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National Agenda : Kabul Residents Endure Siege by Factional Muslim Fighters : The issues mean little to most of them. But the suffering and terror are daily realities.

March 22, 1994|IAN MACWILLIAM | SPECIAL TO THE TIMES

KABUL — Another mortar round crashed among the jumbled houses of the old city, exploded with a bone-jarring crack and threw up a cloud of dust and smoke. A stream of people hurried out of the warren of old bazaars and dashed across a bridge over the filthy Kabul River, crouching low to avoid shrapnel and stray bullets. The bundled figures carried sacks or pushed carts of possessions they had managed to salvage.

Machine-gun fire rattled from the crumbling medieval walls of the Bala Hissar fortress that sits on a ridge overlooking the shattered buildings of the old city. A fire ignited by an explosion in the morning blazed uncontrollably, spreading through shops in the bazaar area and sending a column of black smoke into the clear air beside the minaret and battered red dome of Kabul's main mosque.

The Afghan capital is at war again. Since New Year's Day, fighting has raged in Kabul as the combined forces of two of Afghanistan's most ruthless warlords have tried to drive the current ineffective government from power.

The Afghan war, fueled by Soviet, U.S. and later Arab-supplied weapons, is one bloody struggle the world would rather forget. Most people believe that it should have ended two years ago, when President Najibullah fled and his Soviet-backed government in Kabul collapsed.

The fighting has not ended because of a power struggle between rival leaders of the Islamic moujahedeen, or "Holy Warriors," which broke out as they marched in to take control of Kabul in the spring of 1992, after a 13-year struggle against Soviet troops and their Afghan proteges. This power struggle has led to three previous bouts of severe fighting in the capital, reducing large areas to rubble.

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As fighting continued in the old city and along the Kabul River, which now forms the front line between government and rebel forces in the midst of the city, a steady flow of wounded arrived at Jumhuriyat Hospital. This is in the center of the city, near Chicken Street, once the hangout of Western hippies and carpet dealers in the more carefree days before the war.

As the crash of shells repeatedly shook the hospital and rattled the windows, a horn blared and a jeep roared into the compound. Two young boys, butcher's assistants from the old bazaar, were taken out, one unconscious, the second grimacing with pain, his clothes stained with blood.

A third man lay on the floor of the jeep, his face a greenish hue in death and his jaws already tied shut with a rag. The two boys were taken in on stretchers to have their wounds patched up, and the stretcher was wiped clean for the next patient.

"The past few days have been quiet," said a French doctor of the volunteer group Medicins Sans Frontieres. "Today we're getting back to normal."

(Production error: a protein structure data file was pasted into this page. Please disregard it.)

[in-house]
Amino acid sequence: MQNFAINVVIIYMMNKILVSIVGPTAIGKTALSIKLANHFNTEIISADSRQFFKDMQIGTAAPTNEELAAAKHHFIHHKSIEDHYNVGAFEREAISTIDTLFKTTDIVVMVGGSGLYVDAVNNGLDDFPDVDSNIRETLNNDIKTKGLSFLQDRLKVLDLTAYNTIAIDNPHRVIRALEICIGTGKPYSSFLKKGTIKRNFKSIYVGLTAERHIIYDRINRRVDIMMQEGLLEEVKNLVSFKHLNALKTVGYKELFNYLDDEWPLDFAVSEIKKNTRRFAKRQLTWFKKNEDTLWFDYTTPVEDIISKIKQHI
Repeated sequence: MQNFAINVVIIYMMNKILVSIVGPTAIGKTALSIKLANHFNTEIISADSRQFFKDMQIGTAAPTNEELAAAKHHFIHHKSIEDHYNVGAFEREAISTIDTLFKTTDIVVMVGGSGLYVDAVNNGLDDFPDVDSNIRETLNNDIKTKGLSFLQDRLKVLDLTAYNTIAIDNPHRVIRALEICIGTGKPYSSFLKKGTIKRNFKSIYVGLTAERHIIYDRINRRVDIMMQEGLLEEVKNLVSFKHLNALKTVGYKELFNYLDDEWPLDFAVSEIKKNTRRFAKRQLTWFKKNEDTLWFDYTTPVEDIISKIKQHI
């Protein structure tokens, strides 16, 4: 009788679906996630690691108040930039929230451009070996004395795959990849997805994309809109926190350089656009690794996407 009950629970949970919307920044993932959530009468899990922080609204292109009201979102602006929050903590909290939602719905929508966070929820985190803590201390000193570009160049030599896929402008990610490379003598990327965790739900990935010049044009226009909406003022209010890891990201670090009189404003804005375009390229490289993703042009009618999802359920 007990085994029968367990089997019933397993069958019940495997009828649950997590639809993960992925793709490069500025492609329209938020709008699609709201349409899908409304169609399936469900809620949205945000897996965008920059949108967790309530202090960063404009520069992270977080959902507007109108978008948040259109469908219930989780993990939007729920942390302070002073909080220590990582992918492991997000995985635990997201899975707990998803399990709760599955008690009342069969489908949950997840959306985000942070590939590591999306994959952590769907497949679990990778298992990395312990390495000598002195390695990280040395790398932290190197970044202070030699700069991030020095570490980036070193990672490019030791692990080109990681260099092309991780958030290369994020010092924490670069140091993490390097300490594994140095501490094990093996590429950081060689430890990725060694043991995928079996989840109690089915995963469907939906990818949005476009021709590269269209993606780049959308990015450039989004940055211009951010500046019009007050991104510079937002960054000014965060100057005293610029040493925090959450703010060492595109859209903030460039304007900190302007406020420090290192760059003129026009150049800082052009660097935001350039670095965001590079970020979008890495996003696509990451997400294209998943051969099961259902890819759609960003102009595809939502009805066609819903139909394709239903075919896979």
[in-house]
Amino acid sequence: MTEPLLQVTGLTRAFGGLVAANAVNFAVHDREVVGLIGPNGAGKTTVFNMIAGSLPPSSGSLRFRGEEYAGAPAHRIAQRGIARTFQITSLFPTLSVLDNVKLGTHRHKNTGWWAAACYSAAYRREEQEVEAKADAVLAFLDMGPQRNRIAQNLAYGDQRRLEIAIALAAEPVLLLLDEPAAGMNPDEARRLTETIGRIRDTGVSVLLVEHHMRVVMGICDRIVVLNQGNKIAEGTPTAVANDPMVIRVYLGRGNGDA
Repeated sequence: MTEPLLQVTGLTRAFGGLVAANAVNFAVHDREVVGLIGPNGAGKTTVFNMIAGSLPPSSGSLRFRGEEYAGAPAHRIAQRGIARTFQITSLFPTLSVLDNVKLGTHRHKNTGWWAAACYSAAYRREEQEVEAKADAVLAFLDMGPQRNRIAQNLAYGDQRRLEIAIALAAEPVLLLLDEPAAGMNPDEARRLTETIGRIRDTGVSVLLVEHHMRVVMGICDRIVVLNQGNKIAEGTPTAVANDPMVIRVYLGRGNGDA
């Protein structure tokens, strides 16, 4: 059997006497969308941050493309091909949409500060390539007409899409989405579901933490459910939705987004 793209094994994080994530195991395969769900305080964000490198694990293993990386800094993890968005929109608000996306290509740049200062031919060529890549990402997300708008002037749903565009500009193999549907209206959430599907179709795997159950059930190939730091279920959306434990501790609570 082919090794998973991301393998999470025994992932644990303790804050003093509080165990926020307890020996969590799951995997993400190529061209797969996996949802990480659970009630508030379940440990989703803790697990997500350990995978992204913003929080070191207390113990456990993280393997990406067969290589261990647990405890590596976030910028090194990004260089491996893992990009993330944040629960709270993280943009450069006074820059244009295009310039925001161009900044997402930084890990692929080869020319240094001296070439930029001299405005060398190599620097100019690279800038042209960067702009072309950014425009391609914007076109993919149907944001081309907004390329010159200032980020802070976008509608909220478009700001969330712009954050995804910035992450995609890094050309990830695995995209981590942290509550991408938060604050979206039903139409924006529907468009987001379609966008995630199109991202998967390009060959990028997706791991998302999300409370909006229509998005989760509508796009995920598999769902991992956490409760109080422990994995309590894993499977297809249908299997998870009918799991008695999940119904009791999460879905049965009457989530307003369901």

Kabul is in its 12th week of fighting between the government of President Burhanuddin Rabbani and rebel forces of the former Communist militia leader General Abdul Rashid Dostum, supported by the renegade prime minister Gulbuddin Hekmatyar.

Hekmatyar, an outspoken critic of the United States, has always presented himself as the "purest" of the Islamist leaders. His alliance with Dostum, the most unrepentant of the remnants of the former Communist government, has seriously damaged his credibility, however. Dostum, a powerful militia leader from the north of Afghanistan, precipitated the collapse of the former government in 1992, when he suddenly turned his back on President Najibullah in Kabul and joined the moujahedeen in fighting against the government.

The maneuvering for military advantage, the making and breaking of alliances, matters little to the civilians, the main victims of this latest round of the Afghan power struggle. Few of them any longer support any of the five factions that control various parts of Kabul.

"Everyone hates these leaders," said a middle-aged Kabul man whose house was destroyed in the fighting. He now lives in a tent in a vast camp for Kabuli refugees near the eastern city of Jalalabad. "All the leaders want is one thing--power. It has nothing to do with religion, just power."

The fighting has centered on the old city and Microrayon, a once-fashionable Soviet-style residential area of half-finished high-rise apartment buildings and immobile building cranes.

President Rabbani's troops, led by the popular moujahedeen commander Ahmad Shah Massoud, control the north and center of Kabul, while Dostum's and Hekmatyar's forces occupy the Bala Hissar and the southeastern corner of the city.

The south of Kabul, flattened in earlier bouts of fighting, has been largely peaceful this time. It is under the control of yet another faction, Hezbi Wahdat, a party of ethnic Hazaras, who are Shia Muslims. The majority of Afghans are Sunni Muslims.

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Gul Mohammed, administrator of a hospital in the south Kabul area of Karte-Se, is not optimistic that the fighting will stop. He voices a general disenchantment with President Rabbani, who took office in 1992 shortly after the moujahedeen takeover.

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